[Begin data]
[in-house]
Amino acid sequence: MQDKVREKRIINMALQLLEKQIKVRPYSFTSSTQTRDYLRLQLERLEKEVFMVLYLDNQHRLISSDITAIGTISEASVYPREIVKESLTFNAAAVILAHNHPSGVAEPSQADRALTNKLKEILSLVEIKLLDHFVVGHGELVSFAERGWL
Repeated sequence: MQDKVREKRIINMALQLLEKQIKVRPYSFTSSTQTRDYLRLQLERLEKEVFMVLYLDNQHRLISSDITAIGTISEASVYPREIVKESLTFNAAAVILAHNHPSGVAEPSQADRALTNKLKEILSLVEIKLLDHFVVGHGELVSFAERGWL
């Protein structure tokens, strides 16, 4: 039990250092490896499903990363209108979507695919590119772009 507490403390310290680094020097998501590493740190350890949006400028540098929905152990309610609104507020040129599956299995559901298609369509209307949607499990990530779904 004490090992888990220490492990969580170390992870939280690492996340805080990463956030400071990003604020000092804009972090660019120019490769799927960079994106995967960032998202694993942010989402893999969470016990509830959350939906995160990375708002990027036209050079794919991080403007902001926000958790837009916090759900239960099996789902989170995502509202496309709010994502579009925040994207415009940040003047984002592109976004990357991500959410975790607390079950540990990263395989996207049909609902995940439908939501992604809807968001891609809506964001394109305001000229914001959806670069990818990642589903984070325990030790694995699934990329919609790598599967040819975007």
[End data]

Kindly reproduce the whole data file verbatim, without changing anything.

[in-house]
Amino acid sequence: MQDKVREKRIINMALQLLEKQIKVRPYSFTSSTQTRDYLRLQLERLEKEVFMVLYLDNQHRLISSDITAIGTISEASVYPREIVKESLTFNAAAVILAHNHPSGVAEPSQADRALTNKLKEILSLVEIKLLDHFVVGHGELVSFAERGWL
Repeated sequence: MQDKVREKRIINMALQLLEKQIKVRPYSFTSSTQTRDYLRLQLERLEKEVFMVLYLDNQHRLISSDITAIGTISEASVYPREIVKESLTFNAAAVILAHNHPSGVAEPSQADRALTNKLKEILSLVEIKLLDHFVVGHGELVSFAERGWL
């Protein structure tokens, strides 16, 4: 039990250092490896499903990363209108979507695919590119772009 507490403390310290680094020097998501590493740190350890949006400028540098929905152990309610609104507020040129599956299995559901298609369509209307949607499990990530779904 004490090992888990220490492990969580170390992870939280690492996340805080990463956030400071990003604020000092804009972090660019120019490769799927960079994106995967960032998202694993942010989402893999969470016990509830959350939906995160990375708002990027036209050079794919991080403007902001926000958790837009916090759900239960099996789902989170995502509202496309709010994502579009925040994207415009940040003047984002592109976004990357991500959410975790607390079950540990990263395989996207049909609902995940439908939501992604809807968001891609809506964001394109305001000229914001959806670069990818990642589903984070325990030790694995699934990329919609790598599967040819975007």